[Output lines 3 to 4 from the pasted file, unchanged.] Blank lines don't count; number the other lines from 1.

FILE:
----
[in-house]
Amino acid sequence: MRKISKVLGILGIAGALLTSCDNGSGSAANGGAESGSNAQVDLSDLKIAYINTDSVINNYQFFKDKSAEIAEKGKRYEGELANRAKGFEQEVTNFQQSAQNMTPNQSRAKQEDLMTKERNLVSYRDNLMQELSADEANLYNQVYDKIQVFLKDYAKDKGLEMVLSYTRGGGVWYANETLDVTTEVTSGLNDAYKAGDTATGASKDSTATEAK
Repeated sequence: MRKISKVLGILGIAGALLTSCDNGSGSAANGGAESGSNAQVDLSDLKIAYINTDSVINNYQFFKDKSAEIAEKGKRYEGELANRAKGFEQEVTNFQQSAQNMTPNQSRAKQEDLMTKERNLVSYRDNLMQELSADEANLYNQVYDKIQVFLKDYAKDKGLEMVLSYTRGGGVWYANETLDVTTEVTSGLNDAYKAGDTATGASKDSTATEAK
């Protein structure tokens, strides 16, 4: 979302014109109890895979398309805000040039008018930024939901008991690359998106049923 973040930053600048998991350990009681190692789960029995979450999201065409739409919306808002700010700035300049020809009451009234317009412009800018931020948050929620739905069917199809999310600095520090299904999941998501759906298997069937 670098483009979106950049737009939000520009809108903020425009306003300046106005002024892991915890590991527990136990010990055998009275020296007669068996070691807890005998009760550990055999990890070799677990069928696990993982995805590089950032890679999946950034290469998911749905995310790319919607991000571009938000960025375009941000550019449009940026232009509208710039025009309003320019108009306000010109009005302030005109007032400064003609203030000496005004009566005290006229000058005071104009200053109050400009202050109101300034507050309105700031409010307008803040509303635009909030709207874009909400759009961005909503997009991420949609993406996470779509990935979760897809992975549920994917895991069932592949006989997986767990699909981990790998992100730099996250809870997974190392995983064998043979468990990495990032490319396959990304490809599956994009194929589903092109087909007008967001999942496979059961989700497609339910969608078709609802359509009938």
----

Repeated sequence: MRKISKVLGILGIAGALLTSCDNGSGSAANGGAESGSNAQVDLSDLKIAYINTDSVINNYQFFKDKSAEIAEKGKRYEGELANRAKGFEQEVTNFQQSAQNMTPNQSRAKQEDLMTKERNLVSYRDNLMQELSADEANLYNQVYDKIQVFLKDYAKDKGLEMVLSYTRGGGVWYANETLDVTTEVTSGLNDAYKAGDTATGASKDSTATEAK
């Protein structure tokens, strides 16, 4: 979302014109109890895979398309805000040039008018930024939901008991690359998106049923 973040930053600048998991350990009681190692789960029995979450999201065409739409919306808002700010700035300049020809009451009234317009412009800018931020948050929620739905069917199809999310600095520090299904999941998501759906298997069937 670098483009979106950049737009939000520009809108903020425009306003300046106005002024892991915890590991527990136990010990055998009275020296007669068996070691807890005998009760550990055999990890070799677990069928696990993982995805590089950032890679999946950034290469998911749905995310790319919607991000571009938000960025375009941000550019449009940026232009509208710039025009309003320019108009306000010109009005302030005109007032400064003609203030000496005004009566005290006229000058005071104009200053109050400009202050109101300034507050309105700031409010307008803040509303635009909030709207874009909400759009961005909503997009991420949609993406996470779509990935979760897809992975549920994917895991069932592949006989997986767990699909981990790998992100730099996250809870997974190392995983064998043979468990990495990032490319396959990304490809599956994009194929589903092109087909007008967001999942496979059961989700497609339910969608078709609802359509009938």